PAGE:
Lamont Evans pleads guilty to bribery charge

A third former college basketball coach accused of accepting thousands of dollars in bribes to steer players to certain financial advisers and managers once they turned pro pleaded guilty to a federal conspiracy bribery charge Wednesday in New York.

Former South Carolina and Oklahoma State assistant Lamont Evans, who was accused of accepting $22,000 in bribes, entered the plea in New York federal court to conspiring to commit bribery. He admitted receiving $22,000 to steer players at South Carolina and Oklahoma State to certain financial advisers and business managers, attorney Johnny McCray said.

Evans also agreed to forfeit the bribe money he received from two financial advisers as part of the deal he signed Wednesday.

"I now know that accepting those funds in exchange for introducing them to any one player was wrong and violated the law,'' he said.

Sentencing was set for May 10 on a charge that carries the potential for up to five years in prison, though a plea agreement between Evans and prosecutors recommends no more than two years behind bars.

Judge Edgardo Ramos also warned that he could be deported because he is a citizen of Barbados, though he lives in Florida. He was a resident of Stillwater, Oklahoma, at the time of his arrest.

U.S. Attorney Geoffrey S. Berman said in a statement that Evans abused his position as a mentor and coach for personal gain.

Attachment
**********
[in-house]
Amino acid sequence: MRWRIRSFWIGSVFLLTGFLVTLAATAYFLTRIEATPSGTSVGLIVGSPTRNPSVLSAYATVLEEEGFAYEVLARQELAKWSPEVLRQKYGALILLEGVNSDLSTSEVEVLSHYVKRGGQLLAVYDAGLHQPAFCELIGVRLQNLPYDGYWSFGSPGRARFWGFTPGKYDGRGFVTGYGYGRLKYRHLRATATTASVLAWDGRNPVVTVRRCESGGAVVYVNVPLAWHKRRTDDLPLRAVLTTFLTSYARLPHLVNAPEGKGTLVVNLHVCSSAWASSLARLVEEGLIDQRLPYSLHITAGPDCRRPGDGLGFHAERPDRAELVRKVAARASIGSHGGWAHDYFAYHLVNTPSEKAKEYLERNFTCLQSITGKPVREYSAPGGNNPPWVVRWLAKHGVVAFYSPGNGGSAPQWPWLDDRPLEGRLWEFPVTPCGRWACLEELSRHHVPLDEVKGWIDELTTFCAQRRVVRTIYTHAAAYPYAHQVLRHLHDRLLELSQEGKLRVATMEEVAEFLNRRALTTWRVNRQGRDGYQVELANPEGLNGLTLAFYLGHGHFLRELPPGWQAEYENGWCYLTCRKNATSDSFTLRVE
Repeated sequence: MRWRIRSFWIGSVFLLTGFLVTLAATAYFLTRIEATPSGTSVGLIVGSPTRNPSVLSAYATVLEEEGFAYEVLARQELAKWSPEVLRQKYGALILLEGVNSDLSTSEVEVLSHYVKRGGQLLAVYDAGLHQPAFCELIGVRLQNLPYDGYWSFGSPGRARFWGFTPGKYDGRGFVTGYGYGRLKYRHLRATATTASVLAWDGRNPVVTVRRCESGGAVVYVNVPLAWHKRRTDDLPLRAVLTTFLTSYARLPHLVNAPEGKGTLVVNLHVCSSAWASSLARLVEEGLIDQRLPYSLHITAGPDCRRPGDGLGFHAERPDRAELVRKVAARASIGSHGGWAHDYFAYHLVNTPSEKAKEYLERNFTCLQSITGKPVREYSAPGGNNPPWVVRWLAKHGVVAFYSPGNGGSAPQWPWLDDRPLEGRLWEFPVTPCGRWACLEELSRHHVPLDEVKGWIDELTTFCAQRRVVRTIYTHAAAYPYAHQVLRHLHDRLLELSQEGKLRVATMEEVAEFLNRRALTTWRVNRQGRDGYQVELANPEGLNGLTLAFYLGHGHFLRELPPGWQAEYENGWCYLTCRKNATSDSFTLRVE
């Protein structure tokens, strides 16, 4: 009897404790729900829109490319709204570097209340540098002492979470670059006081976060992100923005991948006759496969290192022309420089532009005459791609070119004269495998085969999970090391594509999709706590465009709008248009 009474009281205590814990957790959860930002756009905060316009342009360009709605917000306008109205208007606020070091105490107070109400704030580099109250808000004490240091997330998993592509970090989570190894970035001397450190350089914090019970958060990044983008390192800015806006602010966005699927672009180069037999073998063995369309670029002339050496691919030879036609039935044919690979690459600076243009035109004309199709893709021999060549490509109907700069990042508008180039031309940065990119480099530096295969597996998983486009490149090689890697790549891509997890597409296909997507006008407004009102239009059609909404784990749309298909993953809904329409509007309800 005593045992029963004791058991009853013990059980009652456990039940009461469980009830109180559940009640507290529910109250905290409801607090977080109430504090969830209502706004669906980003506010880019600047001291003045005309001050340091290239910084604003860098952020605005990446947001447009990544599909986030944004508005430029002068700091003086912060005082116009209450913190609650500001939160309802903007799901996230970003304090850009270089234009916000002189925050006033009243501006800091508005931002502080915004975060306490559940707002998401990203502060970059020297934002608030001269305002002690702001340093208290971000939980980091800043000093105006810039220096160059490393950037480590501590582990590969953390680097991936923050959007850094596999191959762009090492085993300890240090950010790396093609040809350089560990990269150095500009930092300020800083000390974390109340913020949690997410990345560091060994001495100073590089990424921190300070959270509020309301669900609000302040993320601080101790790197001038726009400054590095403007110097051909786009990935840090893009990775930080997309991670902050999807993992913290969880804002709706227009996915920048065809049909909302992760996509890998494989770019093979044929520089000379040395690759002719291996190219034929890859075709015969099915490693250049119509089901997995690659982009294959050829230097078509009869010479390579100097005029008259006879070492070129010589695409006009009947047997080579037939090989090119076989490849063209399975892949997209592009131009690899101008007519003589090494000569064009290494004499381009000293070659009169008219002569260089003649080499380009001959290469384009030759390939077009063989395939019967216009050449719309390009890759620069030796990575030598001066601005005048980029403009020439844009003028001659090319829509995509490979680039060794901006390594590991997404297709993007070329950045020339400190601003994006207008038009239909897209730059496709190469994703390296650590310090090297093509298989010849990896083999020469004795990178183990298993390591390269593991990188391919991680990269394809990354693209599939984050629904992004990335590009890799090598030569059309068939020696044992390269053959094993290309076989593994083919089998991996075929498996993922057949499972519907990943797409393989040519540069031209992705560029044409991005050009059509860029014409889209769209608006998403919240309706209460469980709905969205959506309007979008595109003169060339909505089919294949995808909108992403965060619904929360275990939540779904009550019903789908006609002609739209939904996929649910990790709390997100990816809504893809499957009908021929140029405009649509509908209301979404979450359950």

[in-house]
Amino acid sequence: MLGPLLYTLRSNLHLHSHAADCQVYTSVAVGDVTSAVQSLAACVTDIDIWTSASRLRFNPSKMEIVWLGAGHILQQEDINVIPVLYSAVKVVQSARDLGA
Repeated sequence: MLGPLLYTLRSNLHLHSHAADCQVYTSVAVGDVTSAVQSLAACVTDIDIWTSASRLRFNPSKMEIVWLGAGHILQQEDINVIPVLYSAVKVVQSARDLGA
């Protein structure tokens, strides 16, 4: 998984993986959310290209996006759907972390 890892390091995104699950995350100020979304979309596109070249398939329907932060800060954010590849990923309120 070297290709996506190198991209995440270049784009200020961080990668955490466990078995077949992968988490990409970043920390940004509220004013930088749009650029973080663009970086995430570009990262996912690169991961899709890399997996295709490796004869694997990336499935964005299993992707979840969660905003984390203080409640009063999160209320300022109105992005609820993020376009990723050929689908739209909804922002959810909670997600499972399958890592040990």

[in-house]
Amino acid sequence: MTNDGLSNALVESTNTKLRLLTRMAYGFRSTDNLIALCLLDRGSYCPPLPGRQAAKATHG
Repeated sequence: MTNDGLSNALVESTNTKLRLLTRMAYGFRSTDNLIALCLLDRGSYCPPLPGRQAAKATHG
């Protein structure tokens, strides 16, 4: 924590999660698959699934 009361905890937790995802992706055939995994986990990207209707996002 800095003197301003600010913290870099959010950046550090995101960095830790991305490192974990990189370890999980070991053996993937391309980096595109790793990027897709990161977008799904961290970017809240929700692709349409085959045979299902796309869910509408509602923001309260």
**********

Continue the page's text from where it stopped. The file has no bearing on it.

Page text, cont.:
"A scheme Evans apparently thought was a slam dunk actually proved to be a flagrant foul,'' he said.

"He accepted responsibility for what happened," McCray said. "He will be making a vigorous appeal for the lowest sentence possible,"

Two other former assistant coaches -- Arizona's Emanuel "Book" Richardson and USC's Tony Bland -- have already pleaded guilty to the same charge. The trio was arrested in September 2017 as part of the FBI's investigation into college basketball corruption.

The two men accused of bribing the coaches -- former Adidas consultant Merl Code and Christian Dawkins, a runner for former NBA agent Andy Miller, are scheduled to go on trial in U.S. District Court in Manhattan in April.

Code, Dawkins and Adidas executive James Gatto were convicted of federal fraud charges in October for funneling money from Adidas to the parents and/or guardians of high-profile recruits to steer them to sign with Adidas-sponsored schools, including Kansas, Louisville and NC State. They are scheduled for sentencing in that case March 5.

Former Auburn assistant Chuck Person and former NBA referee Rashan Michel are scheduled to go to trial in June. Person is accused of soliciting and accepting $91,500 in bribes from an undercover cooperating witness to influence Auburn players to sign with certain financial advisers.

ESPN's Mark Schlabach contributed to this report.